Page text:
in the jails I work in. Inmates complain of constipation when they are
not really constipated. They are bowel-fixated when there is no reason
for them to be. Often, they need education more than they need laxatives.
To this end, I want to discuss several essential factors relating to
understanding and treating constipation that may help make your correctional
medicine practice a little easier.
Today’s post is a repost of an article I wrote previously about Skeletal Muscle Relaxants (SMRs). Concurrent with this article, I have added a Sample Guideline on prescribing Skeletal Muscle Relaxants to the Guideline Section of JailMedicine.
Personally, I think that skeletal muscle relaxers like cyclobenzaprine, methocarbamol and chlorzoxazone are over prescribed for acute and chronic musculoskeletal pain, both in the outside world but especially in corrections. The main reason for this, I think, is that prescribers misunderstand what muscle relaxers do. Contrary to their name, muscle relaxers do not relax muscles, at least as they are commonly prescribed. Muscle relaxers are sedatives, pure and simple, and should be prescribed with that fact in mind. Instead of telling patients (and ourselves) that “I am prescribing a muscle relaxer for you,” in the interest of full disclosure, we should be saying “I am prescribing a sedative for you.”
The recent suicide of Jeffrey Epstein while in custody at a Manhattan
detention facility has focused intense media scrutiny into jail suicide
prevention procedures. Suicide is the biggest cause of death in jails in the
United States—by far. Because of this,
all jails (including the facility where Mr. Epstein was housed) have a suicide
prevention policy. Since the suicide prevention process was an
epic failure at the facility where Mr. Epstein was housed, it might be useful
to discuss how a jail suicide prevention program is supposed to work.
Perhaps the strangest aspect of practicing medicine in a jail or prison is “comfort requests.” This is when an inmate comes to the medical practitioner asking for something like a second mattress, the right to wear their own shoes, a second pillow, a second blanket, etc. This, of course, never happens in an outside medical practice. When was the last time you heard of a patient asking for a prescription for a pillow? Yet such requests are extremely common in correctional medicine. You might think, “Well, just give them the second pillow—what harm can it cause?” But it is not that simple. Like every medical issue, there is a right way and a wrong way to handle these requests. To understand why, let’s consider the single most commonly requested comfort item in a correctional medical clinic: a second mattress.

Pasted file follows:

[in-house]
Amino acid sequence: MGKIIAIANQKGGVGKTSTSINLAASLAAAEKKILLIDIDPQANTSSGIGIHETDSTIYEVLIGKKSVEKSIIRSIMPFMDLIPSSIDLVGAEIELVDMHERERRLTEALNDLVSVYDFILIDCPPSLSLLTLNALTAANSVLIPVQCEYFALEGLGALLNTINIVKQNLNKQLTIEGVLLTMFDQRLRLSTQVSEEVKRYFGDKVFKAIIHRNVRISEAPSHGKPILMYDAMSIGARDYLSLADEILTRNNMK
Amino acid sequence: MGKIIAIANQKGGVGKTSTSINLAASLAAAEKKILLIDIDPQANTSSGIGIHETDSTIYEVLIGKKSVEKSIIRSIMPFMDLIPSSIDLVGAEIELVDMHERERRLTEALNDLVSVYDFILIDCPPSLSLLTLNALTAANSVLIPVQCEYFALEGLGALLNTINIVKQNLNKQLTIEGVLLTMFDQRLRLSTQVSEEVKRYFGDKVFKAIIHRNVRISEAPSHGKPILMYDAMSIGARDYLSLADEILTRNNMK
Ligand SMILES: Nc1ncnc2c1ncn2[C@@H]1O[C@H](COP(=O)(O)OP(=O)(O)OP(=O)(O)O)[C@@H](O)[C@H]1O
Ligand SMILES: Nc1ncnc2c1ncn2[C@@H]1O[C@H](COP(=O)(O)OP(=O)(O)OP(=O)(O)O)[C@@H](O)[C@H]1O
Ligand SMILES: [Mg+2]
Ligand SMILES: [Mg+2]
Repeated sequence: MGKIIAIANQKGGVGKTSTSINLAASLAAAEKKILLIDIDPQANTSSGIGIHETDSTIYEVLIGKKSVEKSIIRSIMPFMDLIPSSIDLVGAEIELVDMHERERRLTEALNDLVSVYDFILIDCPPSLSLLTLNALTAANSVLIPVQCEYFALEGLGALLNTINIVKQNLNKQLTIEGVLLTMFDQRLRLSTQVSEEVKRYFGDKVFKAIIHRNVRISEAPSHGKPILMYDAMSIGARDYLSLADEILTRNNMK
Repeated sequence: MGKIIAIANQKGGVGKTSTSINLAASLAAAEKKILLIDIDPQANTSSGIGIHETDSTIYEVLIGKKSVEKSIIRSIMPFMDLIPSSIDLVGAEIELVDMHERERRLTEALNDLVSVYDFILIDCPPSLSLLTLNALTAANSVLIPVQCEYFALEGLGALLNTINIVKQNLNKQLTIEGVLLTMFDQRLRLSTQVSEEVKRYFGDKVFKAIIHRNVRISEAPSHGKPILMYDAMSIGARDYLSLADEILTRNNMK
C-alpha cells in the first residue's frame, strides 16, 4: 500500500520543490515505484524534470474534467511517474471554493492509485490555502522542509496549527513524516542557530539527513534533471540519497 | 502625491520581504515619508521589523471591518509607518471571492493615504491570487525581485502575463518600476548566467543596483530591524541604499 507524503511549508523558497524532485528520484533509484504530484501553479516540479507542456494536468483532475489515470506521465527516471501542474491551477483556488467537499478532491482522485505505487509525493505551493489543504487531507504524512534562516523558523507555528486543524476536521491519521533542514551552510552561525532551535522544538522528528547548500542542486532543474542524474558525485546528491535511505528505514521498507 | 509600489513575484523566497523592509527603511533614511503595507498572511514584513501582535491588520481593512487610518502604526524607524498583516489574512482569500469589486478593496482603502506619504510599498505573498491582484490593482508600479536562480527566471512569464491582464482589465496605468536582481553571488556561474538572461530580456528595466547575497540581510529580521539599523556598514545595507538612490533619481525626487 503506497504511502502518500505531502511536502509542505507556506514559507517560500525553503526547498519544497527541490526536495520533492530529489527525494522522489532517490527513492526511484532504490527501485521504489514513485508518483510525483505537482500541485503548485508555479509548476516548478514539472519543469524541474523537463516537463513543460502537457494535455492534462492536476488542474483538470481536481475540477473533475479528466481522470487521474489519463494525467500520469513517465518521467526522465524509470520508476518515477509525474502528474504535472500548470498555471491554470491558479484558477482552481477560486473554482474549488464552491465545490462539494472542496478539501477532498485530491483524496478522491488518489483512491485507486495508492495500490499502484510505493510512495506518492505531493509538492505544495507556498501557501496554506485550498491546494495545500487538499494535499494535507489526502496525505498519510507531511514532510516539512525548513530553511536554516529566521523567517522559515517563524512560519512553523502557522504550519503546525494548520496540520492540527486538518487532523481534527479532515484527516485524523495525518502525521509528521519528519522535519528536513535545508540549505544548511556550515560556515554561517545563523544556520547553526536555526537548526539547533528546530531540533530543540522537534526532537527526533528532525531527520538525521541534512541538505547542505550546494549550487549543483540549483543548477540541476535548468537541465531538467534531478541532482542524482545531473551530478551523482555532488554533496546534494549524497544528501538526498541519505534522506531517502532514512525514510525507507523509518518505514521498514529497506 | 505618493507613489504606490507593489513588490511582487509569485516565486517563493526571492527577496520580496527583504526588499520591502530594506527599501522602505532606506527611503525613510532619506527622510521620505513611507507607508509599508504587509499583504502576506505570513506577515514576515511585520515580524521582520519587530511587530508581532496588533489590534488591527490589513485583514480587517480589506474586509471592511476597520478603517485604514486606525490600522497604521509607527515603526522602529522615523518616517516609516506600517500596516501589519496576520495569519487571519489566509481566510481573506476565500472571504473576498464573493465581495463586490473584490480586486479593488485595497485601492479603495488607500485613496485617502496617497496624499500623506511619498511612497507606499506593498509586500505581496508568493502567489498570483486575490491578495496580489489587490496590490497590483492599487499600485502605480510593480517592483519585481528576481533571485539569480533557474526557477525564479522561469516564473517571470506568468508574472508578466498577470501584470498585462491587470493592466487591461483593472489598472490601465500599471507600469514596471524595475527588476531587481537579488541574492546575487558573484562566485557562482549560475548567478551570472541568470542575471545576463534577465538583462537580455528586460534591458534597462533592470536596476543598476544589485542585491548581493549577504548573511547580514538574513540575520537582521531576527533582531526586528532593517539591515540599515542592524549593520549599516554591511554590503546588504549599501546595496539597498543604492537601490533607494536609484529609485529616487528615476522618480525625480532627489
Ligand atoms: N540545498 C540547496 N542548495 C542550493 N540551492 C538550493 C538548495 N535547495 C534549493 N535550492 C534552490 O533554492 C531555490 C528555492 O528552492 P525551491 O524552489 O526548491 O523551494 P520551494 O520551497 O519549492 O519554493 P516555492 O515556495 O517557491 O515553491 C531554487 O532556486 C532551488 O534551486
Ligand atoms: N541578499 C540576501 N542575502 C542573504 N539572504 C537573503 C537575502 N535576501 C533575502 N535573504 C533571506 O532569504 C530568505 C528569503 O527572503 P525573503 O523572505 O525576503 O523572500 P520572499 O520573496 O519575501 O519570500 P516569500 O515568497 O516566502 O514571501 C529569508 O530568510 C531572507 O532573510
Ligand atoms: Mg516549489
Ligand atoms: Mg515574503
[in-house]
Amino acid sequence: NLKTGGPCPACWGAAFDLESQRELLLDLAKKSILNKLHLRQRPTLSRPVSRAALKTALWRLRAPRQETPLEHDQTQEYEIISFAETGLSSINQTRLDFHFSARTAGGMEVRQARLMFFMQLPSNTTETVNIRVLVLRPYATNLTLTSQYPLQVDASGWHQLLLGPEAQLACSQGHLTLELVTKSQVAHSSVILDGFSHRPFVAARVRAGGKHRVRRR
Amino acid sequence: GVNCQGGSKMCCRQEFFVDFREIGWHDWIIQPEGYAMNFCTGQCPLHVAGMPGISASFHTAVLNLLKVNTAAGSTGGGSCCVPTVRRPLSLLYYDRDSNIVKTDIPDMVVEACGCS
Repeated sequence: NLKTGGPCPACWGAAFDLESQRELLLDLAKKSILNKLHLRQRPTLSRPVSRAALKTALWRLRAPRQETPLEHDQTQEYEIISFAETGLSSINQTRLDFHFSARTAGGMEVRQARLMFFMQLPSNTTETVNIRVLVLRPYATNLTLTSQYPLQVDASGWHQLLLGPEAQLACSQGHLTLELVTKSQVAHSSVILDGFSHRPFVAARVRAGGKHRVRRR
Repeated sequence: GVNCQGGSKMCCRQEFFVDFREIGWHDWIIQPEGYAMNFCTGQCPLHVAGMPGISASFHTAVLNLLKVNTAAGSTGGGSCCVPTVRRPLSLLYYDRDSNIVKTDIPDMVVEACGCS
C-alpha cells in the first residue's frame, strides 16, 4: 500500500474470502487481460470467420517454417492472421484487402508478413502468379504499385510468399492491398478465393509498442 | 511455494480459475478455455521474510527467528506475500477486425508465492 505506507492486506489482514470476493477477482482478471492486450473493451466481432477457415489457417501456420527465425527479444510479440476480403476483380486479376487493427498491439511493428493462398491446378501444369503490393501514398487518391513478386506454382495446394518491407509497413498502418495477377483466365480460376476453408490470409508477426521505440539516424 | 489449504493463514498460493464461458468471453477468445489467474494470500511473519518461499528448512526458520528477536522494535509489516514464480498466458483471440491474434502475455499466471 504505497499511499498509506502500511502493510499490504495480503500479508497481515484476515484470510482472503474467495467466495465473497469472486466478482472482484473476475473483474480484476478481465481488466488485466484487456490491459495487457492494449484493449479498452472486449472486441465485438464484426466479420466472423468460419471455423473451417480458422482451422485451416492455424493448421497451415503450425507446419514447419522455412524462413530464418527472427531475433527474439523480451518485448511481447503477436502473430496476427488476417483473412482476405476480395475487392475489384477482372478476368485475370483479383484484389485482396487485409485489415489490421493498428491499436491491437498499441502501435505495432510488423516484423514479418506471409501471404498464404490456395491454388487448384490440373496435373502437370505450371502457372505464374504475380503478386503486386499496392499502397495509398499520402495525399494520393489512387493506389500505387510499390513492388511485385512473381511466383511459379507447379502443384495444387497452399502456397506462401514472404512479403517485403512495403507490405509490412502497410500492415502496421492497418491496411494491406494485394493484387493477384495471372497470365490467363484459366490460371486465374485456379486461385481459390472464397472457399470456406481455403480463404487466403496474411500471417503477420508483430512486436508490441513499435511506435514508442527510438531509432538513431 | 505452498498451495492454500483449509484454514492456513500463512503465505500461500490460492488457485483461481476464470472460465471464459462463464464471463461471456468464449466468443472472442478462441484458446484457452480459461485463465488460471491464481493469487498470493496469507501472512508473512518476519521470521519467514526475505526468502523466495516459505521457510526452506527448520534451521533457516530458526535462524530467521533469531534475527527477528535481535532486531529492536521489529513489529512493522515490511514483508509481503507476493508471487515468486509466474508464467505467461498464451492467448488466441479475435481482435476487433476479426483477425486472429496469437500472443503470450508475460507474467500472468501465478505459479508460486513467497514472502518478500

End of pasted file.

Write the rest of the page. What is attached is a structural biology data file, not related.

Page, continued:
Imagine, if you will, a nurse who is assigned to take care
of 50 patients on a medical floor—by herself. Clearly, this is an impossible
task. There are just too many patients
for one nurse to adequately monitor. But
this nurse gamely does her best. Now let’s
say that there is a bad outcome and an investigation. Even if the understaffing problem is
recognized, it would be easy—and tempting–to scapegoat the nurse, especially
if there was no intention of fixing the staffing problem (“We can’t afford to
hire more nurses!”) Instead, the
scapegoated nurse would be replaced by a new nurse, who, once again, would be
expected to care for 50 patients.
Such were my thoughts when I read this article about the
problems with the medical care for inmates in the Illinois prison system (found
The article says that there have been so many problems with medical care in the
Illinois prison system that a class action lawsuit has successfully forced Illinois
to make sweeping changes to the prison medical system. What is not mentioned in the article is that
similar lawsuits have happened before in other states and will happen
One of the most fearful and frustrating events in my correctional medicine world used to be when a new chronic pain patient would arrive in my clinic. A typical patient would be a “Ralph,” a middle-aged man who has had chronic back pain for many years. Ralph has had a couple of back surgeries, steroid injections and more than one kind of stimulator, none of which has been effective. He arrived at the jail taking a long list of sedating medications such as muscle relaxers, gabapentin, and sleeping aids plus, of course, big opioids. In addition, Ralph has alcohol abuse issues. The reason he is in jail is a felony DUI charge. Now he is in my medical clinic, looking expectantly at me. How am I going to fix his pain problem?
The answer, of course, is that I am not. I am not that smart. He has already seen lots of doctors, including pain specialists and surgeons, who have tried almost everything that can be tried and they have not fixed his chronic pain problem. I’m not going to be able to, either. In my opinion, the most common and serious mistake made in the treatment of chronic pain in corrections is when we imply that we can eliminate chronic pain.